A pair of jeans lay next to the door to his closet, where they had been left when he climbed into bed last night, and retrieving them he walked through the doorway toward the kitchen. Midway through the living room he slid his legs into the pants. He had them zipped and buttoned by the time he reached the fridge.
He poured the old coffee from the pot down the drain. If he had plants he would have used the coffee to water the plants, diluted with some water, supposedly as a way to help them grow, but he had no plants. He dumped the old grinds into the trash and prepared a fresh pot.
Cracking some eggs into a frying pan where a pat of melted butter was sizzling quietly, he put two slices of bread in the toaster. He flipped the eggs, breaking the yoke of one, swirled the pan to spread the sticky yellow goo around, and turned off the gas let them firm up. He pulled a plastic container of tuna salad from the fridge and spread a layer of it across the warm bread. He pulled a square, plastic plate from the cupboard next to his head, and set the developing sandwich upon it. He pulled a slice of cheese from the package on the door, finally slid the eggs from the pan onto the whole mess. He pulled a glass from the shelf, noted that he might want to dust, and poured himself a glass of orange juice.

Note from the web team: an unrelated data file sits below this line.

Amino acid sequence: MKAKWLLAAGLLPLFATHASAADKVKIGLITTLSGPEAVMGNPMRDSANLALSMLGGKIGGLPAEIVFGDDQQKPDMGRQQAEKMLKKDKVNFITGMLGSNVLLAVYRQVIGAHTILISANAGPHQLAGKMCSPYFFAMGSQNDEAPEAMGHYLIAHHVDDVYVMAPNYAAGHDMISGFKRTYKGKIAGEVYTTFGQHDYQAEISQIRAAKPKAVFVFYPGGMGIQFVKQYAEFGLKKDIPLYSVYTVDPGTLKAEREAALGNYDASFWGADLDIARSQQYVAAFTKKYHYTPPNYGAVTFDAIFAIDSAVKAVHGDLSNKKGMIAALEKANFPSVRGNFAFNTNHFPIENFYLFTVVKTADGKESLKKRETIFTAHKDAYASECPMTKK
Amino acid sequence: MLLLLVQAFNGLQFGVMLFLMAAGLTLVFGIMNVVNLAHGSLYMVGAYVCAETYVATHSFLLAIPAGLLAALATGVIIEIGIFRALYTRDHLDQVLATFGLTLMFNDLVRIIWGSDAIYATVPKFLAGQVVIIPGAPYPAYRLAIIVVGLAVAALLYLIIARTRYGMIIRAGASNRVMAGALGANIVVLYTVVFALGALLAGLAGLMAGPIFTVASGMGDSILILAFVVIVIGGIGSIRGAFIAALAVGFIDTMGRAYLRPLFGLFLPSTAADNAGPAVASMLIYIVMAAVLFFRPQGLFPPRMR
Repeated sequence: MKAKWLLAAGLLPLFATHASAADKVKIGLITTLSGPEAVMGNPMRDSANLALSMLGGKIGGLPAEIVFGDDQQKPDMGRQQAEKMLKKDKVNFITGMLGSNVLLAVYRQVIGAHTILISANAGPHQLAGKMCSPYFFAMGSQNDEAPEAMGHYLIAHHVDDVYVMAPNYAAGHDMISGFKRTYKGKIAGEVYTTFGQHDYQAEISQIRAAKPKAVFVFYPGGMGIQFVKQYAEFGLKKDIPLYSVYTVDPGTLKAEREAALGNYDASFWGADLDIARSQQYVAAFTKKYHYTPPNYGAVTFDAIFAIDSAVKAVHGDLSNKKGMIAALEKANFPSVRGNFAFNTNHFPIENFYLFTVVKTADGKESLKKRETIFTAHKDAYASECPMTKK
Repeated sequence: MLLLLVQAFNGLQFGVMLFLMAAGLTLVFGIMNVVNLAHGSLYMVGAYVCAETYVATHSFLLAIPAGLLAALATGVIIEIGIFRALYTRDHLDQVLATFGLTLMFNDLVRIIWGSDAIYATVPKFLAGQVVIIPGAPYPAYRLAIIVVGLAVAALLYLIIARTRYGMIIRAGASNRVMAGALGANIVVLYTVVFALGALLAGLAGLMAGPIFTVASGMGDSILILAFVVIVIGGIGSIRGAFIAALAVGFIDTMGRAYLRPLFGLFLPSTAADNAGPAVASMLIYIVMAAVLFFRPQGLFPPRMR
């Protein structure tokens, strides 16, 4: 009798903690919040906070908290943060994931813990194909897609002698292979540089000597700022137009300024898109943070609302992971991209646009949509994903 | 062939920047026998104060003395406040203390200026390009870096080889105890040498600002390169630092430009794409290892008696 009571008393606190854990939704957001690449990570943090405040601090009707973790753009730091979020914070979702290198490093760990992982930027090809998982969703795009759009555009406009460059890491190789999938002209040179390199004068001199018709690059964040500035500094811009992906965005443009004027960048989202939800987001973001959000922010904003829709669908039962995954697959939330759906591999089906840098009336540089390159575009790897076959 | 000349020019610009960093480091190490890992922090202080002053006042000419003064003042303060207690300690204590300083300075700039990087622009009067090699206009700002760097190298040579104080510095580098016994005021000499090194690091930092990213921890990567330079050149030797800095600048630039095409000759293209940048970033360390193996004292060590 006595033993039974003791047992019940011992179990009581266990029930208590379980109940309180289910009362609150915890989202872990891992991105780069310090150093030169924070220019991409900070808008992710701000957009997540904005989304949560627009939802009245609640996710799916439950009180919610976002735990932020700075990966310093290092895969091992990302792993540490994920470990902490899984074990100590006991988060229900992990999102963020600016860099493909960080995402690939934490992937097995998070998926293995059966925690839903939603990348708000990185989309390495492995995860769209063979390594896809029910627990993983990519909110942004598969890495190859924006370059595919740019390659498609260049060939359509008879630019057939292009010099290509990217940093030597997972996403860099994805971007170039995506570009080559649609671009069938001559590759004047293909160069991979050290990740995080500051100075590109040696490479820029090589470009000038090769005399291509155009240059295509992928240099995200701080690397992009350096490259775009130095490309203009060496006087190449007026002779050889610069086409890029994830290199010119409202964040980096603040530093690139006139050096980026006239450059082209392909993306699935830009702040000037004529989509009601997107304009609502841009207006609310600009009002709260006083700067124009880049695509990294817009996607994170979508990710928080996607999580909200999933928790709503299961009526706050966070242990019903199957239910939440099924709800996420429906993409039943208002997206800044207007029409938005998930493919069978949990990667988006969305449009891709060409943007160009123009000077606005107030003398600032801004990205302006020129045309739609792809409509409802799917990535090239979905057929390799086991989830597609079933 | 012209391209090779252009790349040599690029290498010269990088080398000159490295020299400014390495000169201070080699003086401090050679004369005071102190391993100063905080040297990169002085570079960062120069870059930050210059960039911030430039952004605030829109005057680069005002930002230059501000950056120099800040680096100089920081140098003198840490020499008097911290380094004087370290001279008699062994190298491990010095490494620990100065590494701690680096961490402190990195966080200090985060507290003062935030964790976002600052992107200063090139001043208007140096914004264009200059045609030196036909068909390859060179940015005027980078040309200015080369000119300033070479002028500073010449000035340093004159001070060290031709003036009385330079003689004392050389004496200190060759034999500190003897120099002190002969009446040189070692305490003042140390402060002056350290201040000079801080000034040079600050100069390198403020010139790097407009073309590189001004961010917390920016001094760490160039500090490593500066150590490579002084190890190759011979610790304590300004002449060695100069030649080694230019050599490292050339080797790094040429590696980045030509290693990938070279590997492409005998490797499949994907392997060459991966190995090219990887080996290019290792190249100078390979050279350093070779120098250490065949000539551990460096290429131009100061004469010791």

He looked down at the sandwich. Heat from the eggs pouring invisibly around the edges of the cheese poking out from around the crusts.
It wasn’t really cheese, cheese food if you read the label properly. Food or product, the effect of the heat was its softening, a lightening of color, and the breakdown of rigidity and solidity, if you can call cheese solid. All of that sounded right, but Matt wasn’t sure if his lingo was solid. He was a lax consumerist.
He punched the sandwich.
2 hours ago